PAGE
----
Chicago moved to “high” COVID-19 levels Thursday night


Chicago moved to "high" COVID-19 levels Thursday night

Chicago entered “high” community levels of COVID-19 Thursday night, officials said, as the city prepares for an estimated 1.4 million people to visit Chicago over Memorial Day weekend, the unofficial start of the summer season.

The development affects areas such as Chicago, Cook County and surrounding counties in northeastern Illinois, and counties around Peoria, according to an emailed statement from the Illinois Department of Public Health.

The counties listed at high community level are Cook, DuPage, Lake, McHenry, Will, Grundy, Boone, Lee and Winnebago in northern Illinois, and Fulton, Knox, Henderson, Mason, Peoria and Tazewell in central Illinois, the statement said .

Another 30 counties in Illinois are now classified at the intermediate community level, according to the CDC.

However, the new designation will not trigger a reintroduction of mask requirements or vaccination requirements, officials said at a news conference earlier Thursday, as the city’s healthcare system remains “stable”. Instead, officials emphasized the importance of voluntarily wearing masks indoors in public again and getting vaccinated and strengthened.

“As we approach summer and the Memorial Day long holiday weekend, it is important for our city to safely welcome visitors and reassure them and our residents that we are taking public health measures,” the Department of Commerce said Chicago and Consumer Advocate Kenneth Meyer. “As a doctor, I just want to reiterate that we are not reinstating mask or vaccination requirements as the Chicago healthcare system remains stable. However, as cases remain high, we strongly encourage residents and visitors to wear masks. … I also encourage everyone to get vaccinated and get their booster shots as soon as possible.”

As of early Thursday, eight other Illinois counties are currently recording high transmission levels, including Champaign and neighboring Ford, and Winnebago, Stephenson, and Boone counties in the Rockford area.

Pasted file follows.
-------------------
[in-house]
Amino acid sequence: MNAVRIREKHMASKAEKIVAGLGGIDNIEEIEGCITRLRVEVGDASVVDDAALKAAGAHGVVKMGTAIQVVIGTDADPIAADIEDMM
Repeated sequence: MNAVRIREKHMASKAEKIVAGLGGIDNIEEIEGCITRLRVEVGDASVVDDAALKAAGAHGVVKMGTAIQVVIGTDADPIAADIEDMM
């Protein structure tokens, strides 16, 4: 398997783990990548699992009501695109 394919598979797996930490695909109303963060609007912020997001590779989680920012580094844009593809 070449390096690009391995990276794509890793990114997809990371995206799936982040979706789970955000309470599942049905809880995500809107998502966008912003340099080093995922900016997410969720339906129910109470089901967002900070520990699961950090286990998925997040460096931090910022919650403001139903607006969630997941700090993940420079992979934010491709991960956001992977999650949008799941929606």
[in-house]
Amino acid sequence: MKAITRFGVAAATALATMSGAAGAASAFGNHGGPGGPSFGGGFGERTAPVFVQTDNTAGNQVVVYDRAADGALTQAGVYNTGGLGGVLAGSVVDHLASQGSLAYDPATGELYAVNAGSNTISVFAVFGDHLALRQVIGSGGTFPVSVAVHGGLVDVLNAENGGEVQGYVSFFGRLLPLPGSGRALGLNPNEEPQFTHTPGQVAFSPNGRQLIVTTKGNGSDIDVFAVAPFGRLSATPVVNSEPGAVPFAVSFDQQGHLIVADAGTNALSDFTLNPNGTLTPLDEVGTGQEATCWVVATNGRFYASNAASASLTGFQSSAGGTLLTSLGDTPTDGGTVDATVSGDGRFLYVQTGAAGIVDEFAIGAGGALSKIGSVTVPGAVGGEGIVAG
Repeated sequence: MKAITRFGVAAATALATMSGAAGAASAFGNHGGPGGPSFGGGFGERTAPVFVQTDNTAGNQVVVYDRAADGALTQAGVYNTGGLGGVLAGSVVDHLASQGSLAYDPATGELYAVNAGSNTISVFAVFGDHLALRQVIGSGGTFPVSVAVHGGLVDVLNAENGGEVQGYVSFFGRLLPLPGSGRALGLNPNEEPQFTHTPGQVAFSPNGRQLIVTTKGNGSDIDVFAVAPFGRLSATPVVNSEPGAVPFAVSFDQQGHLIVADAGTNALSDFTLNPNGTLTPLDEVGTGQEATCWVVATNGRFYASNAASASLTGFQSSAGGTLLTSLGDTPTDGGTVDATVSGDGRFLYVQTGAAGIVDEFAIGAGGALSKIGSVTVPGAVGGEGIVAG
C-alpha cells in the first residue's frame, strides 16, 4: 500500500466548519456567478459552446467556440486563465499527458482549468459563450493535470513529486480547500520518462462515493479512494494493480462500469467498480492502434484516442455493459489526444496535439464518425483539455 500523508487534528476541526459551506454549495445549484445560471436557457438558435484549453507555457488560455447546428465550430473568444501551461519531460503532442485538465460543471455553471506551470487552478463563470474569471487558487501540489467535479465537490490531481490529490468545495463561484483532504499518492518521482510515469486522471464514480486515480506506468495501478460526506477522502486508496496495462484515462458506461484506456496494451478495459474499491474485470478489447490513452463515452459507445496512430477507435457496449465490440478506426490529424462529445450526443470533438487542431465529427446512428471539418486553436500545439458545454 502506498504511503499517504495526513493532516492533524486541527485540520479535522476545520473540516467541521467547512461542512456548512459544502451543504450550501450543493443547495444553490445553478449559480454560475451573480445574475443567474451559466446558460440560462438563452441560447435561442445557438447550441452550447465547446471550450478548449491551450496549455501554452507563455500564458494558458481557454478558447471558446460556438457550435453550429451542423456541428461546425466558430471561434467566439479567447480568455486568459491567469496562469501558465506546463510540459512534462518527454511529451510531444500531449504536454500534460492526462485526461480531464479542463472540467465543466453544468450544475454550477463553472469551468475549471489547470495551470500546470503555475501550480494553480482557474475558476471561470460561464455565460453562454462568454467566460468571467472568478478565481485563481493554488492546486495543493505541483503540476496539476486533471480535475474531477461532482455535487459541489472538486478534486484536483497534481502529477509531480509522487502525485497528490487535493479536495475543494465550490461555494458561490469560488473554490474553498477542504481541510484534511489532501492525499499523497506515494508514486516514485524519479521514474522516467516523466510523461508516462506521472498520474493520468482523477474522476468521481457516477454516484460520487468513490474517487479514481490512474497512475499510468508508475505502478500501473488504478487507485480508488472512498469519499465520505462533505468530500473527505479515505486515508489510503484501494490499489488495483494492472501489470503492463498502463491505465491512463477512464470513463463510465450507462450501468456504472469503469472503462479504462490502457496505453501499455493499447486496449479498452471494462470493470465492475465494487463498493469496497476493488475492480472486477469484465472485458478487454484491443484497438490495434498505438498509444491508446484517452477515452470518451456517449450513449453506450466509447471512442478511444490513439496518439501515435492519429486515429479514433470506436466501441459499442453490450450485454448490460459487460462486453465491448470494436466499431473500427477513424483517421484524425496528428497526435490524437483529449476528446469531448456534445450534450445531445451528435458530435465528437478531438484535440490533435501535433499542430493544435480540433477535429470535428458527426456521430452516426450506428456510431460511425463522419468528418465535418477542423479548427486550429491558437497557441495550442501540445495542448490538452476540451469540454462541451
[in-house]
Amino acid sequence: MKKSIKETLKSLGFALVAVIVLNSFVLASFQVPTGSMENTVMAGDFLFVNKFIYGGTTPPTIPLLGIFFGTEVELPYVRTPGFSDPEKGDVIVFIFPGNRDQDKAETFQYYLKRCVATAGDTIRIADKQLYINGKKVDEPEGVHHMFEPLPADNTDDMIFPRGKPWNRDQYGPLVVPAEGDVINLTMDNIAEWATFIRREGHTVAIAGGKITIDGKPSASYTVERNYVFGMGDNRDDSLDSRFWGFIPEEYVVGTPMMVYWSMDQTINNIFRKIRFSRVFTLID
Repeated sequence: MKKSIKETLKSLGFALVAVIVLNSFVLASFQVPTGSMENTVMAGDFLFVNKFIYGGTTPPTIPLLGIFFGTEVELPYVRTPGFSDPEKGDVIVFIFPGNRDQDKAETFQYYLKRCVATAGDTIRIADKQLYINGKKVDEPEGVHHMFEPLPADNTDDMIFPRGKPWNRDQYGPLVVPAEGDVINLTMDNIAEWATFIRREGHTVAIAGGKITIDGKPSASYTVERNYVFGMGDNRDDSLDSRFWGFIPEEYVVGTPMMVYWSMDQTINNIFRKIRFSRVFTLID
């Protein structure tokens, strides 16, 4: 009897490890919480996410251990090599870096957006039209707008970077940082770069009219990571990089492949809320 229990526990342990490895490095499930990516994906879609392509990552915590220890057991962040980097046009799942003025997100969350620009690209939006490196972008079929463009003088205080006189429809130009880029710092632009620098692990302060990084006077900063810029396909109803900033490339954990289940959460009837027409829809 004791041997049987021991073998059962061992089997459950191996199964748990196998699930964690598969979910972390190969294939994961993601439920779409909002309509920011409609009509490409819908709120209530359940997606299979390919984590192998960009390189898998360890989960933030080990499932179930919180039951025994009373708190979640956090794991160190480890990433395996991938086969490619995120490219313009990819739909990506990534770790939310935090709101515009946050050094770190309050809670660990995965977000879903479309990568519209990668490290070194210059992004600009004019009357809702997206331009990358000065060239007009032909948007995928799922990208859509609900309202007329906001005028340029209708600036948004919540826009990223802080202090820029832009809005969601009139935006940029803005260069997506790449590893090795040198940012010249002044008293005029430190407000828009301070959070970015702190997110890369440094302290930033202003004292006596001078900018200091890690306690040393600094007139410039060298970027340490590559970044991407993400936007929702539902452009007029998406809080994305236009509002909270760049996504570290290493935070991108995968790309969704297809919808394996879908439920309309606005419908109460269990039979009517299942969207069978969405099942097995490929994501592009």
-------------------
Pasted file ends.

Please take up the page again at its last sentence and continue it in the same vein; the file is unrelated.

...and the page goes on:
Chicago Health Commissioner Allison Arwady said the city is “fairly confident” that hospitalizations are the reason Cook County, including Chicago, is getting into the higher risk metric used by the CDC.

Last week, the county was at 9.8 new admissions per 100,000, the database shows. When a region hits 10 new weekly intakes per 100,000, the CDC considers it “high risk.”

“The CDC looks at the whole field of healthcare when it comes to things like hospitalizations,” Arwady said. “With the latest updates, the city of Chicago is averaging 290 cases per 100,000. Anything over 200 over the past seven days has been over target, but you can see Cook County is up 367 overall.

The Midwest region is now among those with the highest COVID-19 cases in the country, and Arwady said that’s because the Midwest is doing more testing than the South, and also because “we have this soft variant ( by Omicron) straight through.”

The CDC categorizes areas of low, moderate, or high level transmission in the community based on case numbers, hospital admissions, and inpatient bed utilization.

Arwady recommended people avoid crowded indoor gatherings, get tested if they show flu- or COVID-like symptoms, and create a preventive treatment plan with a GP for immunocompromised people.

Last week, the Food and Drug Administration approved the Pfizer booster for children ages 5 to 11, even though children in this age group are lagging behind on COVID-19 vaccinations overall.

As cases mount, the FDA is poised to review data from Moderna and Pfizer trials in children ages 6 months to 5 years on June 15, a much-anticipated move toward approving a vaccine for the youngest and last age group.

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